“On April 25, 1983, Stern magazine—the German answer to Life—held a press conference to make a sensational announcement: their star reporter had discovered a trove of Hitler’s personal diaries, lost since a plane crash in 1945. Now Stern would begin publishing what he’d found.
The magazine claimed that the diaries—of which, remarkably, there had been no previous record—would require a major rewriting of Hitler’s biography and the history of the Third Reich. The handwritten volumes included everything from descriptions of flatulence and halitosis ('Eva says I have bad breath'), to an account of Braun’s hysterical pregnancy in 1940, and the revelation that a surprisingly sensitive Hitler didn’t know what was happening to the Jews.
Two weeks later, the diaries were exposed as fakes—and not particularly good ones, written at great speed by Konrad Kujau, a small-time crook and prolific forger.
Thirty years later, the Hitler Diaries hoax is still the biggest scandal to have hit German journalism after 1945. Recently, Die Zeit published a 'diary of the diaries,' written shortly after the debacle, by Felix Schmidt, one of Stern’s three editors-in-chief at the time (and the only one of the three still living).”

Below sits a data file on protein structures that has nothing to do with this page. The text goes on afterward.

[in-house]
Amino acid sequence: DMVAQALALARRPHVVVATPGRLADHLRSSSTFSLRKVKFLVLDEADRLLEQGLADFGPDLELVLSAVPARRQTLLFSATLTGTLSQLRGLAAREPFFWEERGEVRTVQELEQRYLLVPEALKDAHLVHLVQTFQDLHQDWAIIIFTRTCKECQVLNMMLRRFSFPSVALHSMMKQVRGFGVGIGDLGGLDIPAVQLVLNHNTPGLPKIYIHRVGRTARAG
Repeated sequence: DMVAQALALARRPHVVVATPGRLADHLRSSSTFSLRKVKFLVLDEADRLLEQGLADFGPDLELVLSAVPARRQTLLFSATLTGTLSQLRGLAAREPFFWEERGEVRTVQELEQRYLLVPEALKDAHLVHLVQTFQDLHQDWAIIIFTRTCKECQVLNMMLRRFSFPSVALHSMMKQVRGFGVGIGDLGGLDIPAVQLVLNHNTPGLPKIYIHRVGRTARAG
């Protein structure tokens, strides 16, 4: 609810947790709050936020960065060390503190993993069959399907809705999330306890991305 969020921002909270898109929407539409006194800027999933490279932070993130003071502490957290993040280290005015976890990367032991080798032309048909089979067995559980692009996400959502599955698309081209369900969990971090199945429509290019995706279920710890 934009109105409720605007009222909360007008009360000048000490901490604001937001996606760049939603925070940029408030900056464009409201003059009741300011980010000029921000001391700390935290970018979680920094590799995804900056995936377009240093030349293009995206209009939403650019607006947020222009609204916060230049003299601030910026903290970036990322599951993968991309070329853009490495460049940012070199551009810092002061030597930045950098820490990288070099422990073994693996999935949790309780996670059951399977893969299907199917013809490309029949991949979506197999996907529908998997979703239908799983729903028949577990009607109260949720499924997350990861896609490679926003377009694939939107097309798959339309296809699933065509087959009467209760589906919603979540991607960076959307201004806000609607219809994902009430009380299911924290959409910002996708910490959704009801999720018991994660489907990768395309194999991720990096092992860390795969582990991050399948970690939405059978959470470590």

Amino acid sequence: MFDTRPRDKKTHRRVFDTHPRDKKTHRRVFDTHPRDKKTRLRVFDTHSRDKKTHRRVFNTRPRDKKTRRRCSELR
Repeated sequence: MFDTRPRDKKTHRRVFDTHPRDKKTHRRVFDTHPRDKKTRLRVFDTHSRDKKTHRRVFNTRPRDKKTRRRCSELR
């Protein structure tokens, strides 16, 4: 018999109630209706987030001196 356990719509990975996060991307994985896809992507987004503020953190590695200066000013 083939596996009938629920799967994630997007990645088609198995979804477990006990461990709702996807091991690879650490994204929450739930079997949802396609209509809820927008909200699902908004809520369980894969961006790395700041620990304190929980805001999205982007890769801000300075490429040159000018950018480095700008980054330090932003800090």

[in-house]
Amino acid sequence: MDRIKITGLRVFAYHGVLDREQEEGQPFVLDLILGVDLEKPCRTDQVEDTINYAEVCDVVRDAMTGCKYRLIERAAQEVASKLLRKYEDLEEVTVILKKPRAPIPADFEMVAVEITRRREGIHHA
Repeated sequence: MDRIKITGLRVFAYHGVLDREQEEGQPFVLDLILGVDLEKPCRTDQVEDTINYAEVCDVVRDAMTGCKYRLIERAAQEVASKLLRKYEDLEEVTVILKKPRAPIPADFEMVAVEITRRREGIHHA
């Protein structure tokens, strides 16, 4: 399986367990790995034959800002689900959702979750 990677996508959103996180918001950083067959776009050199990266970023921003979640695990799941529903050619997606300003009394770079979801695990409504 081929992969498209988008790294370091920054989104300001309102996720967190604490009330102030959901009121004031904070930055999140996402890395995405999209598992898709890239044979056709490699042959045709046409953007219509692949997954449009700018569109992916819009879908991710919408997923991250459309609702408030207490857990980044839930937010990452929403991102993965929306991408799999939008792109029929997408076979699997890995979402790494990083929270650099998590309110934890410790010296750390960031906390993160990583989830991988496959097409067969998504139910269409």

— Sally McGrane, The New Yorker
“While 60 Minutes is conducting some kind of 'journalistic review' of its discredited story about the Benghazi attack, publishers of a related book that has been removed from stores have been largely mum about how they published an apparent fabrication.
Threshold Books published The Embassy House by 'Sgt. Morgan Jones' and then retracted the book after it became clear that the author — a British former security contractor whose real name is Dylan Davies — had apparently lied about being at the scene of the September 2012 assault.
Some critics have questioned how Threshold could have published such a story in the first place without verifying it. But according to publishing veterans, there are few safeguards to prevent such a failure in an industry that provides only minimal review and fact-checking. Without in-house fact-checkers at most publishing houses, authors themselves typically bear the sole responsibility for the accuracy of their work.
'As a general course of business, publishers do not conduct a thorough fact-check on most of their books,' said Sloan Harris, a literary agent at ICM Talent who represents New Yorker veterans Jane Mayer and Ken Auletta. 'A number of our prominent authors will, in fact, employ an outside fact-checker at their own expense.'
But such fact-checking arrangements are far from mandatory or routine.”
— Joe Strupp, Media Matters